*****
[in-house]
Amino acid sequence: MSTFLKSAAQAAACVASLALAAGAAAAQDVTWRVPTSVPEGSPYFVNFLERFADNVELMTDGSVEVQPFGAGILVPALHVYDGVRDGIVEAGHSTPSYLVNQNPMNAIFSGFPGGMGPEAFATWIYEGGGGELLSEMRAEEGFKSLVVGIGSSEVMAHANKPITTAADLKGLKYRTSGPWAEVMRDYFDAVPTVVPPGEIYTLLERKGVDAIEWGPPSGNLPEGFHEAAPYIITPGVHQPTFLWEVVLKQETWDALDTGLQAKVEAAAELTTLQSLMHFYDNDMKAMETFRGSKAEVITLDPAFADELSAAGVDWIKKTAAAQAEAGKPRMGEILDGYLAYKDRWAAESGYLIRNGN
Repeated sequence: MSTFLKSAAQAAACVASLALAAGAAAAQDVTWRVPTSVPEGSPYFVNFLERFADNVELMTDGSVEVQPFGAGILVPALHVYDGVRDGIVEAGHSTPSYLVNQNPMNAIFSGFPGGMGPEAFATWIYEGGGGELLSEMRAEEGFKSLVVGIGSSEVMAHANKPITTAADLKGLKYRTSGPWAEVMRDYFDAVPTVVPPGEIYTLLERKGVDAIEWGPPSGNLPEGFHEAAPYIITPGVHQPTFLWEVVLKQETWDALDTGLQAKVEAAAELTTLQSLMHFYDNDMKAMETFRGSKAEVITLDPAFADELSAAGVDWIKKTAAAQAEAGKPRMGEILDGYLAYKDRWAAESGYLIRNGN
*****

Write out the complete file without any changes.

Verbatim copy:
[in-house]
Amino acid sequence: MSTFLKSAAQAAACVASLALAAGAAAAQDVTWRVPTSVPEGSPYFVNFLERFADNVELMTDGSVEVQPFGAGILVPALHVYDGVRDGIVEAGHSTPSYLVNQNPMNAIFSGFPGGMGPEAFATWIYEGGGGELLSEMRAEEGFKSLVVGIGSSEVMAHANKPITTAADLKGLKYRTSGPWAEVMRDYFDAVPTVVPPGEIYTLLERKGVDAIEWGPPSGNLPEGFHEAAPYIITPGVHQPTFLWEVVLKQETWDALDTGLQAKVEAAAELTTLQSLMHFYDNDMKAMETFRGSKAEVITLDPAFADELSAAGVDWIKKTAAAQAEAGKPRMGEILDGYLAYKDRWAAESGYLIRNGN
Repeated sequence: MSTFLKSAAQAAACVASLALAAGAAAAQDVTWRVPTSVPEGSPYFVNFLERFADNVELMTDGSVEVQPFGAGILVPALHVYDGVRDGIVEAGHSTPSYLVNQNPMNAIFSGFPGGMGPEAFATWIYEGGGGELLSEMRAEEGFKSLVVGIGSSEVMAHANKPITTAADLKGLKYRTSGPWAEVMRDYFDAVPTVVPPGEIYTLLERKGVDAIEWGPPSGNLPEGFHEAAPYIITPGVHQPTFLWEVVLKQETWDALDTGLQAKVEAAAELTTLQSLMHFYDNDMKAMETFRGSKAEVITLDPAFADELSAAGVDWIKKTAAAQAEAGKPRMGEILDGYLAYKDRWAAESGYLIRNGN